But the 1938 convention was not wholly unsuccessful. Once again turning to the issue of revenue—and the uses to which the legislature could put it—the convention recommended establishing some constitutional protection for highway funds, to prevent them from being raided by the General Court. In 1938, the voters adopted Part 2, Article 6-a, which provides that motor vehicle revenues must be used for “construction, reconstruction, and maintenance of public highways,” and not for other purposes. The voters also approved, in 1942, two narrowly drawn amendments which permitted the classification and taxation of standing timber at a different rate from real property.
When the convention reconvened in 1941, it considered the results of the 1940 census. Under the constitutional formula, the house would again increase in size, from 423 to 443, because of population growth.93 Some convention members argued that the house would soon become too large to function efficiently—and, as a practical matter, it once again threatened to outgrow its space in Representatives Hall. Various proposals for reducing the size of the house generated much debate at the convention, and the plan it finally endorsed involved a numerical cap on the size of the house. Still in effect at this writing, the constitutional cap adopted by the voters in 1942 allows the house to range in size from 375 to 400 members.94 As for the perennial concerns of citizens of small towns about their representation in the legislature, the voters approved as part of the cap on the size of the house an amendment that each town, no matter how small, would have a representative in the house at least once every ten years. This “concession to the smaller towns” was made to encourage support for the cap.95
Voters in 1942 also supported authorizing the legislature to provide for absentee voting. This amendment allowed for absentee voting at general elections (biennial, city, or state). Similar amendments had failed in the past.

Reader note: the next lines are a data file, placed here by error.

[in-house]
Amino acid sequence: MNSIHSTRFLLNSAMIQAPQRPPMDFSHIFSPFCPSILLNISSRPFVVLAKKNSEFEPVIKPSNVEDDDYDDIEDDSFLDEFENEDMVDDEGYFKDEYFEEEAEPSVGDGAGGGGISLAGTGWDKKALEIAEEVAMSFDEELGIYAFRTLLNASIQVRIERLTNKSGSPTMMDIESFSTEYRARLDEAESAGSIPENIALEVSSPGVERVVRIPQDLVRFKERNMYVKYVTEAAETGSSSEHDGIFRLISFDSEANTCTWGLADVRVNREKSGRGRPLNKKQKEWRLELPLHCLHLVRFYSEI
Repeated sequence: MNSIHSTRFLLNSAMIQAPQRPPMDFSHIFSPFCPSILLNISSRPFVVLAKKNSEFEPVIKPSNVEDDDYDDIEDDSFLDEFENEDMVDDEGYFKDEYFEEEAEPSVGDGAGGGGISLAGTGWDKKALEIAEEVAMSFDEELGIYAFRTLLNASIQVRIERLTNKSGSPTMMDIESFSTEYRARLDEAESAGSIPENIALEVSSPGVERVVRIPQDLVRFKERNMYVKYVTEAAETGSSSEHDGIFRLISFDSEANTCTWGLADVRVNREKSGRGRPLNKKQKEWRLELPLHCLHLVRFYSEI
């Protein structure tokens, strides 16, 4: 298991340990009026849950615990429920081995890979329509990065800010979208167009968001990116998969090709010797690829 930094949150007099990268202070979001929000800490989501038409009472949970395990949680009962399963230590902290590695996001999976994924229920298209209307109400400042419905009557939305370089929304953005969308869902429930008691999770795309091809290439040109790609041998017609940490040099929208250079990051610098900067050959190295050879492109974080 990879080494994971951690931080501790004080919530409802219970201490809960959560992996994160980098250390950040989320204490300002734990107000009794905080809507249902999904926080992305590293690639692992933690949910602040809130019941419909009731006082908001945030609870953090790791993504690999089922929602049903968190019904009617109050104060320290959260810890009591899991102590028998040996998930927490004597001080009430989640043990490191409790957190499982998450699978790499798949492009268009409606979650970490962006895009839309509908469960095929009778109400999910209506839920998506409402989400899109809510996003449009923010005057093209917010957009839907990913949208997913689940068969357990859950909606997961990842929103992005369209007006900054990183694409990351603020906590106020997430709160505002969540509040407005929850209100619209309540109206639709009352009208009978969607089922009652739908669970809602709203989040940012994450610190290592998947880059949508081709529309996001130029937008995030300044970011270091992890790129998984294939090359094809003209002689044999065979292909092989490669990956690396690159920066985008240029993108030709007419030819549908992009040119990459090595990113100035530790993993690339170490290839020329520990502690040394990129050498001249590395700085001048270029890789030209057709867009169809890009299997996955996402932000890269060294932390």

Eleven proposed amendments were submitted to the voters between 1948 and 1950. The convention president, Richard Upton, noted that the convention had focused on removing those portions of the constitution “which had ceased to be in harmony with the times,” and ultimately recommended relatively few substantive changes because the constitution “embodies in a high degree the fundamental principles essential to free government by free men.”96 Of the six amendments approved by the voters in the 1950 election, all concerned the removal of outdated and obsolete provisions from the constitution.
The Convention of 1956
The 1956 convention sent ten proposals to the voters, of which they approved nine. The amendments concerned such matters as absentee voting,97 accounting for “non-residents temporarily residing in [the] state” in the census,98 and allowing the governor to conduct business while not in New Hampshire.99 Other amendments omitted or altered antiquated language, such as references to “males” being eligible to vote—this nearly forty years after the right to vote had been extended to women under the U.S. Constitution.100